Brock Janiczak <email@example.com> wrote on 11/17/2004 05:47:17
> Hi Mark,
> Please be aware while reading my response that i haven't read your issue
> tracking integration document yet, so some of my responses may sound
> ignorant :)
> Mark Phippard wrote:
> >Please read the spec again:
> You assume i read it the first time :)
> The Collabnet SVN server seems to be playing up so i will read though it
> >The goal is to make a common system that all svn "GUI's" could support
> >that there was some consistency across clients. Also, you seem to be
> >operating under the misconception that the integration is based on
> >properties. It does use properties, but only as a way of communicating
> >configuration to the GUI.
> How can the integration NOT be based off properties? You need at least
> properties to define what type of bugtracking system you are using and
> its location (unless you make each end user set it up...). My point was
> that these properties (even the one for turning on the integration) are
> not 'standard' SVN properties.
The configuration of the integration is based on properties. What I meant
was that the bug ID itself is not stored as a property. So you cannot
solve this problem by making property management fancier.
> >In other words, the properties exist to "turn
> >on" the integration in the GUI. Without the properties, the GUI would
> >behave the same as it did before it added the integration.
> That sounds like optional functionality to me. Not everyone uses bug
> trackers. My philosophy is: "If i am not going to use it, i should have
> to download it". The question is: is bug tracking a core part of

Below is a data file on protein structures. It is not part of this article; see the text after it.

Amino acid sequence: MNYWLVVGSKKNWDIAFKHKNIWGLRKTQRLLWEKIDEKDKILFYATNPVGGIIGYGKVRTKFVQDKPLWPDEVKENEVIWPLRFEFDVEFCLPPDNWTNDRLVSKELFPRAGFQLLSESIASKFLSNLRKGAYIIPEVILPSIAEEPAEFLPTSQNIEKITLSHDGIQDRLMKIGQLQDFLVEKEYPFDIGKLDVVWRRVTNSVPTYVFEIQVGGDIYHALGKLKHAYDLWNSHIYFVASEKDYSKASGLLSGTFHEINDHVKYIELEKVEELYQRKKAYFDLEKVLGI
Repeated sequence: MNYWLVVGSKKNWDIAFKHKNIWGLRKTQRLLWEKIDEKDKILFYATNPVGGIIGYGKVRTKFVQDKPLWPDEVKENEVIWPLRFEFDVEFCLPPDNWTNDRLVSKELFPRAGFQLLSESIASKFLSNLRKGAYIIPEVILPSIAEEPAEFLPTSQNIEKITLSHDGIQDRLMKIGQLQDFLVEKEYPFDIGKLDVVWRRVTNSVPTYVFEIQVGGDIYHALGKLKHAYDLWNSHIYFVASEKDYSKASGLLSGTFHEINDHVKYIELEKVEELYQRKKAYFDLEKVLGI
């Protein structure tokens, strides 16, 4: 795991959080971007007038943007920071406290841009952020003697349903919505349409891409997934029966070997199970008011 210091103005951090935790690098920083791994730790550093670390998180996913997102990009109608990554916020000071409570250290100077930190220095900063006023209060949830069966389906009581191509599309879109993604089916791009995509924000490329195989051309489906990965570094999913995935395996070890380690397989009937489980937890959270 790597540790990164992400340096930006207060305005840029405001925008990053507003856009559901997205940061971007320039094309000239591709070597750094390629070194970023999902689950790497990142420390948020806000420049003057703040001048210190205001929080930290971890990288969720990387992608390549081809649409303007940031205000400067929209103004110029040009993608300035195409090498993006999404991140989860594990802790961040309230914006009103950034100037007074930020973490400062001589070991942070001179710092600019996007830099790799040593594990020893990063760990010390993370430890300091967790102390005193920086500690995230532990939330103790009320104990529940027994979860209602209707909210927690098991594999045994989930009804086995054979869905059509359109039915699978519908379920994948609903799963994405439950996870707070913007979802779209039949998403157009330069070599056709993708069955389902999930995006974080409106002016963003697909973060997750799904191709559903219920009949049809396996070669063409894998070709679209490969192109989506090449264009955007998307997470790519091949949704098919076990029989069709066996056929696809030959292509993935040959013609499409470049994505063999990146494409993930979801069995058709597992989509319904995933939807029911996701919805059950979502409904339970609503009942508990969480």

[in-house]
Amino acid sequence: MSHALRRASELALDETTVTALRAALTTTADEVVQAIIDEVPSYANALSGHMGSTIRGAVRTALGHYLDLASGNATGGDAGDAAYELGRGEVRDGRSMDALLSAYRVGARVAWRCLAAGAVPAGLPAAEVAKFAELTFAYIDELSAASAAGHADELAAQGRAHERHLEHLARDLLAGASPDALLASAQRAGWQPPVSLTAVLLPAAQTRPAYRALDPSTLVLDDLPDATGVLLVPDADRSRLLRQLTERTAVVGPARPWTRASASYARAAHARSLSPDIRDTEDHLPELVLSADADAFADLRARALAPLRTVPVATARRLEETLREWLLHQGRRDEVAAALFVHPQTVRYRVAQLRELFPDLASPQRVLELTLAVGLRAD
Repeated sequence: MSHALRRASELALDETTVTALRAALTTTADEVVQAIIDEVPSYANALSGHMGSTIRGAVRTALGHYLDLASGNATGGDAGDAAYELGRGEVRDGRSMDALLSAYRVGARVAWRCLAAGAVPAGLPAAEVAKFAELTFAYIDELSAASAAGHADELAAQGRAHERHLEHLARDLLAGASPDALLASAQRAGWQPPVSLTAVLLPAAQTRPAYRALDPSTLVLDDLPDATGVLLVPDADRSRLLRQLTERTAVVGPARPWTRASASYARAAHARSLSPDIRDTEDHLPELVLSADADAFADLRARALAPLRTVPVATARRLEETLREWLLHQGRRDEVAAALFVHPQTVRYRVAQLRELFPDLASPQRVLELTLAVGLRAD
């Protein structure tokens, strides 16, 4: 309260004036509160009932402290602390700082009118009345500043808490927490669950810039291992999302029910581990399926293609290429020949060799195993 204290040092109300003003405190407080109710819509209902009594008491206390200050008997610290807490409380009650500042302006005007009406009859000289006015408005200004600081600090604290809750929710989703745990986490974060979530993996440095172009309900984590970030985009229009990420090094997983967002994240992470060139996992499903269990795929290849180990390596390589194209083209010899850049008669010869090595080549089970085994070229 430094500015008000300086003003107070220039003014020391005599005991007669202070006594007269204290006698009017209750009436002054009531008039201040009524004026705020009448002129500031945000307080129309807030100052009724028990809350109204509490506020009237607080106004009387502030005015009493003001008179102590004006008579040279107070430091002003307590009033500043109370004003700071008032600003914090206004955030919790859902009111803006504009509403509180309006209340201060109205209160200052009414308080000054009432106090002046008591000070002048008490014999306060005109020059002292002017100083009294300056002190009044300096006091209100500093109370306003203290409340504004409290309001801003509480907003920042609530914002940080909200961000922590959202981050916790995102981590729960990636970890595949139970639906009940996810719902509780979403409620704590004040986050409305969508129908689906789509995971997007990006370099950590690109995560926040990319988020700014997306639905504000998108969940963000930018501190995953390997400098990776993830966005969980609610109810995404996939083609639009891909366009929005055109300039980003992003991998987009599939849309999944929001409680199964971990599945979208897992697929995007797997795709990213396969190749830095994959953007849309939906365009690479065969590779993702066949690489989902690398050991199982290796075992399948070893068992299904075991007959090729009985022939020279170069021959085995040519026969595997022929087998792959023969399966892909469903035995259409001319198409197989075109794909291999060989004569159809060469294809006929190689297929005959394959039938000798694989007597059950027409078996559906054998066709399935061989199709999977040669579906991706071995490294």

> version control? I don't think so, but i could be wrong.
Yes it is optional, however it is my contention that it is not reasonable
to push this burden completely to the bug ID vendor.
> >There are two main UI elements to the integration when it is turned on:
> >1) The commit dialog adds a field to collect Bug ID's associated with
> >commit. It then automatically adds this info into the commit message
> >that it is formatted consistently without requiring the user to type
> I am guessing the format is defined in a property somewhere. Not all
> bug trackers use numeric fields (only sane ones do).
There is a property that says if bug ID is numeric only. That would be
the only case where Subclipse would do any sort of validation of what was
entered. Anything else would be up to the bug vendor to provide in a
> >2) The "svn log" UI in the GUI should parse the task ID's back out of
> >log messages and provide a UI for executing a URL to view the task ID.
> >Tortoise does this by just turning the bug ID text into a hyperlink,
> >it could be done in any way that was appropriate for the UI.
> This would indeed be cool.
> >I do not see how either of these items could realistically be done by
> >bug ID vendor. It pretty much has to be part of the base GUI. That is
> >why we defined the use of properties as a way of communicating the
> >configuration to the GUI.
> I can, assuming that the commit dialog can be extended or replaced in
> some way. This is not possible with our current implementation, but it
> wouldn't take much to do. If we allowed a bug tracker integration
> plugin to add its own commit dialog they would have full control over
> what fields are presented and how that data is converted into a commit